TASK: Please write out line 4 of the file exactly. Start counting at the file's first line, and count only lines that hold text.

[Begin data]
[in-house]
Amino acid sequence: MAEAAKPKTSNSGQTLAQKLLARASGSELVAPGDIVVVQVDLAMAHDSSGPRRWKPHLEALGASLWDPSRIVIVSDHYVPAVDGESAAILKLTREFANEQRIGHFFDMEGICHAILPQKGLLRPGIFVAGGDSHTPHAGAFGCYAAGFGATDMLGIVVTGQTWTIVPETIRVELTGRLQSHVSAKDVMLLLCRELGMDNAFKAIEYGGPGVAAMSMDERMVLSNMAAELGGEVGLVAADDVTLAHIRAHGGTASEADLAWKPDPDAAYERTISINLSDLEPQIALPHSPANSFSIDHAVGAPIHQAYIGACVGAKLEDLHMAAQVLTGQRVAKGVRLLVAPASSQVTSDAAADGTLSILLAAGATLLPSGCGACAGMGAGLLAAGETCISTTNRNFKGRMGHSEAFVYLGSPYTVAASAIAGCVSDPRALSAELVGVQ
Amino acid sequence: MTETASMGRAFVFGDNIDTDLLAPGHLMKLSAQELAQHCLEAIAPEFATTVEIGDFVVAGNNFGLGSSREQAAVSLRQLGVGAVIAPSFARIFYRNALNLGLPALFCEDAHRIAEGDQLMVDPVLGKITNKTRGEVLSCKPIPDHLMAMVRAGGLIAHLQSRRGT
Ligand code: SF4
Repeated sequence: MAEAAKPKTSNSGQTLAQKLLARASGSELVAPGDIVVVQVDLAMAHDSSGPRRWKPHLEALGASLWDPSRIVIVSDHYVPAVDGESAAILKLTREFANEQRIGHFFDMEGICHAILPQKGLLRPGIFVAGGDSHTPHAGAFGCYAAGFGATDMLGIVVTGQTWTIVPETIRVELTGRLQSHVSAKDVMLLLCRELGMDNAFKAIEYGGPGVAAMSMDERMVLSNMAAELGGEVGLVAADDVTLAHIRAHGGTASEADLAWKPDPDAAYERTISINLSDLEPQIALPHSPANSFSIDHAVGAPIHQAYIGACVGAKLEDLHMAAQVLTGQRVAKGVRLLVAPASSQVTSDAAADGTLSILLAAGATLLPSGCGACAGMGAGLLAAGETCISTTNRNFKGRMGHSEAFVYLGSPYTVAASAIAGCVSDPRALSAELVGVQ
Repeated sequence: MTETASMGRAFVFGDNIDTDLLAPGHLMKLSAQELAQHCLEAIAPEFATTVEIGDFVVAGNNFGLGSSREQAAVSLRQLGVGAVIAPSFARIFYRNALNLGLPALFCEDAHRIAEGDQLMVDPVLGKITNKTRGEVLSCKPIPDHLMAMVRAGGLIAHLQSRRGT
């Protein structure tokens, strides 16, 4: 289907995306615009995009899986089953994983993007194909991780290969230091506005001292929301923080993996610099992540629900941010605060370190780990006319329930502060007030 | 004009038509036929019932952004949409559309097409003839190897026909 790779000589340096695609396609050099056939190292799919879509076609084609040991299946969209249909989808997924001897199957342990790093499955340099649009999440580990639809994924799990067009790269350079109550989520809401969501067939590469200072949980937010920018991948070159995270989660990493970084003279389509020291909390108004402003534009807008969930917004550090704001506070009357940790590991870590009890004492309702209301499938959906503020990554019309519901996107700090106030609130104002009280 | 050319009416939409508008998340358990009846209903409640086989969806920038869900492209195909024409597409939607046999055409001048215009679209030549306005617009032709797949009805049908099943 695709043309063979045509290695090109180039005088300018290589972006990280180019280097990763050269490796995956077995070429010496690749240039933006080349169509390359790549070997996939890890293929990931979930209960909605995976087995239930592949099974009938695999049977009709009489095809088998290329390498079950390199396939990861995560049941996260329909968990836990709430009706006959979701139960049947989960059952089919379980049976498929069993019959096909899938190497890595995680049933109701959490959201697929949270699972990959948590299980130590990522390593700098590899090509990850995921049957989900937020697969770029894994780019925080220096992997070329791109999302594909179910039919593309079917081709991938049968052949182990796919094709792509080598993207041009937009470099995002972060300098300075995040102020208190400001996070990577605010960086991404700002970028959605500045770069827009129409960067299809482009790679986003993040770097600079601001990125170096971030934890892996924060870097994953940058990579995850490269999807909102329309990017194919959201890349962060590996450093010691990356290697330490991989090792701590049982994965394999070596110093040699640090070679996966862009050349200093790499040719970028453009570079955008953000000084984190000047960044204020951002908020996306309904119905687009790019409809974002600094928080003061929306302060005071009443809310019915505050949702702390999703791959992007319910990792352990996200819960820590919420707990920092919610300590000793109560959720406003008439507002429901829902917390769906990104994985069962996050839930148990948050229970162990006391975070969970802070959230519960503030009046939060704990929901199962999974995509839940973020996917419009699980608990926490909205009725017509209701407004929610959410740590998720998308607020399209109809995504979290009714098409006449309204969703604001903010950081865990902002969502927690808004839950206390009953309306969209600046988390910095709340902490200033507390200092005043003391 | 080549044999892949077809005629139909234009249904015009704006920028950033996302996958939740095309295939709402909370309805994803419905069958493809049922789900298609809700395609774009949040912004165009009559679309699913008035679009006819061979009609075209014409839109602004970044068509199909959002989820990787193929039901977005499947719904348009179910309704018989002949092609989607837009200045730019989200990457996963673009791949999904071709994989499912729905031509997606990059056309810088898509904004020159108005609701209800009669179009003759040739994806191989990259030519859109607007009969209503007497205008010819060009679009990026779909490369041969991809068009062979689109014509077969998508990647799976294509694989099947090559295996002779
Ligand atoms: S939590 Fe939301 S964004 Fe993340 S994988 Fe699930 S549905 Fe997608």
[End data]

Ligand code: SF4